Shaw-ly some mistake

Theatre - Kate Kellaway on an over-acted, under-propped "play unpleasant"

George Bernard Shaw sets the scene for Widowers' Houses as follows: "In the garden restaurant of a hotel at Remagen on the Rhine, on a fine afternoon in August in the eighteen eighties. Looking down the Rhine towards Bonn, the gate leading from the garden to the riverside is seen on the right. The hotel is on the left . . ." Shaw's stage directions read like bossy little novels. How would Fiona Shaw, an actress of unconventional brilliance, respond to Shaw's authority?

The answer is: unconventionally. At the Cottesloe, part of the National Theatre in London, Shaw makes her debut as a director. And from the start, it is clear that she is intent on rebuilding Widowers' Houses, or on pulling them down. There is no Rhine, no furniture, no room with a view. There is a shelf generously piled up with grey sea stones and, behind these, what looks like a large grey parcel wrapped up in string (designer Peter McKintosh). I like sets that jettison detail. But in this case it was absurd watching formal characters trying to make themselves comfortable on bulky shingle for want of hotel chairs.

I loved the beginning: a man looking like GBS himself strolls on stage and, in a comically relaxed and benign way, enacts a peculiar, partial striptease, disposing of his red braces with a flourish, to the sound of an accordion. This is our introduction to Dr Harry Trench, the medical student who seems to regard life as a permanent rag week and who occupies his body with twitching disregard. It is an arresting opening. But I still have no clue of what we were supposed to learn from it, beyond the exact appearance and colour of Dr Trench's undergarments - and the proof that Jonathan Slinger can act.

There is an old joke about books that suffer from "too many words". This production suffers from too much acting. A first-rate cast shows us, irrepressibly, what it can do. The effect is like observing good writers fatally in love with their own inventive imagery - at the expense of content.The production needs a severe or pitiless editor. Fiona Shaw is neither; she has an exorbitant, restless imagination that often distracts from the play.

Widowers' Houses is - or ought to be - an austere piece. It does not need any flying buttresses; it can stand without help. It is about what happens when love and bad money meet. Trench has a modest income, but he can boast aristocratic relations. Blanche is not well-connected, but her father, Mr Sartorius, is ostentatiously rich. Sartorius declares himself content for the match to go ahead on one snobbish condition: that Trench's fancy relations welcome his daughter unconditionally. Trench has not bothered to find out how Sartorius made his money. He is to discover, in the most sensational scene of the play, that his father-in-law owns rotten tenements which he rents out to the poor. Trench is appalled. The plot thickens, or tightens to a stranglehold, when Trench discovers for the first time that his own income is derived from interest on the mortgage of a property owned by Sartorius. He is Sartorius's toy. Trench discovers that it is not so easy to be self-righteous and censorious about the ill-gotten income of others when your own livelihood turns out to be from the same source. Like so many of Bernard Shaw's plays, this is a moral argument made flesh. Shaw filed the piece under "Plays unpleasant", and eloquently unpleasant it is.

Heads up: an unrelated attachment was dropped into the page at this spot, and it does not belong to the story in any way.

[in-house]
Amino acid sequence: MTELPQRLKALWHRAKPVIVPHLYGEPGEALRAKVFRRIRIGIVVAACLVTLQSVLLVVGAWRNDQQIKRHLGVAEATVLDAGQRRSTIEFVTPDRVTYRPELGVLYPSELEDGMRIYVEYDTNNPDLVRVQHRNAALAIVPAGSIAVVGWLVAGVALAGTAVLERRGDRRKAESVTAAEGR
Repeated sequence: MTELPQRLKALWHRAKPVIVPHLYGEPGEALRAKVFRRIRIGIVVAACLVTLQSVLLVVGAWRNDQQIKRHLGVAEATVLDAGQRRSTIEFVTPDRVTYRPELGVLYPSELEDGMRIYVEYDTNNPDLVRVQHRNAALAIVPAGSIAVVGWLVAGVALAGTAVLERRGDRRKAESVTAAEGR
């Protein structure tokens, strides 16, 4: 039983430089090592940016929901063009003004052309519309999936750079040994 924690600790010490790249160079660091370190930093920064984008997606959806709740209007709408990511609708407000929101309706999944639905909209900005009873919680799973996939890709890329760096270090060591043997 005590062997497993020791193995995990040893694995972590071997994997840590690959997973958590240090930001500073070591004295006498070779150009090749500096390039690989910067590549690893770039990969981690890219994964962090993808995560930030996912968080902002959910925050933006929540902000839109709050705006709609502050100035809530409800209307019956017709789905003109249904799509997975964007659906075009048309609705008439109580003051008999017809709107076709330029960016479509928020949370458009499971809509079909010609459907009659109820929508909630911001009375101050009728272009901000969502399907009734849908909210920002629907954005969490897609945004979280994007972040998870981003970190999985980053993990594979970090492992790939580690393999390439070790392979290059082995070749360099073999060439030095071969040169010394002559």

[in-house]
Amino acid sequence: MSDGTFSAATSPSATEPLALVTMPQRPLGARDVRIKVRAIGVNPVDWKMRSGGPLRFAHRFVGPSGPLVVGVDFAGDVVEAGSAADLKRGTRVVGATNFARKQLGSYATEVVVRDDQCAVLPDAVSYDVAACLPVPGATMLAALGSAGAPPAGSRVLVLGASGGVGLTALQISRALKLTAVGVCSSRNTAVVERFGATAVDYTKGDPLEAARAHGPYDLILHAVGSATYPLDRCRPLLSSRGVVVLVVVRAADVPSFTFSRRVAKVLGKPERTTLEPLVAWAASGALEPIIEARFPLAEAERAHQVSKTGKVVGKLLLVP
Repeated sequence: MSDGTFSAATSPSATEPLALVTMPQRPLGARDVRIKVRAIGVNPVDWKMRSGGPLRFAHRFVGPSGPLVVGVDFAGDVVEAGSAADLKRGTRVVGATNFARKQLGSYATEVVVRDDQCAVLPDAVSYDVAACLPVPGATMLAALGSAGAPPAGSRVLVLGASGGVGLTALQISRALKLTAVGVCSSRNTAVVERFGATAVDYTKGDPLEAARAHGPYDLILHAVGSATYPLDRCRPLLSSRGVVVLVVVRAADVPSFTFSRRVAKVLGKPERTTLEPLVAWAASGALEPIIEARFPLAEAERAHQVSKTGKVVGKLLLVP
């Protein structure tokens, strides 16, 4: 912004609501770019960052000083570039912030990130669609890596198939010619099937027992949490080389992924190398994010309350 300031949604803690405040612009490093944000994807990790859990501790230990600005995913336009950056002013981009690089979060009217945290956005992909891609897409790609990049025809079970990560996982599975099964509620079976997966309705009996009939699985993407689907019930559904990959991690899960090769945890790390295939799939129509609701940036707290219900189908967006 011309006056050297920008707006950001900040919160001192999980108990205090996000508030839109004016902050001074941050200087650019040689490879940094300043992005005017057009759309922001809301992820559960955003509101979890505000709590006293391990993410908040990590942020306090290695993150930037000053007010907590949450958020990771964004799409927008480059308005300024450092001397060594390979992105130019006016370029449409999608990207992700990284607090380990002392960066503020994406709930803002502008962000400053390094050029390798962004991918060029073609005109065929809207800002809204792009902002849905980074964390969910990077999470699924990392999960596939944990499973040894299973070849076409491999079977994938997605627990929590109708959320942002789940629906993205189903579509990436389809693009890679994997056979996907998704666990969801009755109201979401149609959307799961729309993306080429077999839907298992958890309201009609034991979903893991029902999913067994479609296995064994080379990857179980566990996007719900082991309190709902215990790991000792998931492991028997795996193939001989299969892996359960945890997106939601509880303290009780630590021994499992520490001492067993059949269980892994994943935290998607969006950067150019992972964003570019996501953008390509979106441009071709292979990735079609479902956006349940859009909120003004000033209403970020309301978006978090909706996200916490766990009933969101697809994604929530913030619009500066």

Pip Donaghy plays Mr Sartorius. His performance stands out. There is always, even at his most extrovert moments, something withheld by this actor - a mournful look in the eye, or a sense of incipient menace. He brings moral complexity to the part: when Sartorius boasts of being a self-made man, there is anguish in it. There are moments when he becomes jovial - but in a sinister way. When he puts on a kilt and dances, he looks frighteningly kittenish. And Donaghy has a natural sense of timing.This is more than can be said for the production. It begins at manic speed - running away from and with itself, as if slow always meant dull. As Trench's friend, Cokane, Wale Ojo is especially hyper. There were moments when I was reminded of amateur productions where pace is so often a problem. I attended a matinee of Widowers' Houses, and at the interval most of the row in front of me removed itself. One scene, in particular, was the culprit. Blanche (well and intensely played by Emma Bernbach) retires behind a screen of gauze and we see her and Dr Trench's crazy copulation in shadow play. It is clownishly obscene - quite an elaboration on the kiss that Bernard Shaw prescribed. Would GBS see it as GBH? My objection was that it was exhibitionist, part of a production that did not trust the play. And then, unsurprisingly in this production, Blanche becomes pregnant. The text does not allude to it, so we have to rely on telling glimpses of a swollen belly - to cartoon effect.

Gary Sefton plays Lickcheese - the sacked rent-collector who reveals to Trench the truth about his father-in-law. Sefton is superb in this scene. He is vindictive, desperate and impossible to ignore - he has a family to support. Shaw intends that he should return in the second half as a well-heeled blackguard. You would think this transformation were enough. But in this production he is reinvented further as a camp fellow in a little black frock with jangly jet necklace.There is nothing to account for this theatrical indulgence. In the second half, the set has metamorphosed into a glass house with smashed windows - people have been throwing stones. I fear more stones before this production has run its course.

"Widowers' Houses" is currently on tour and returns to the Cottesloe between 8 and 12 February

This article first appeared in the 24 January 2000 issue of the New Statesman, The New Statesman Essay - The tyranny of the brands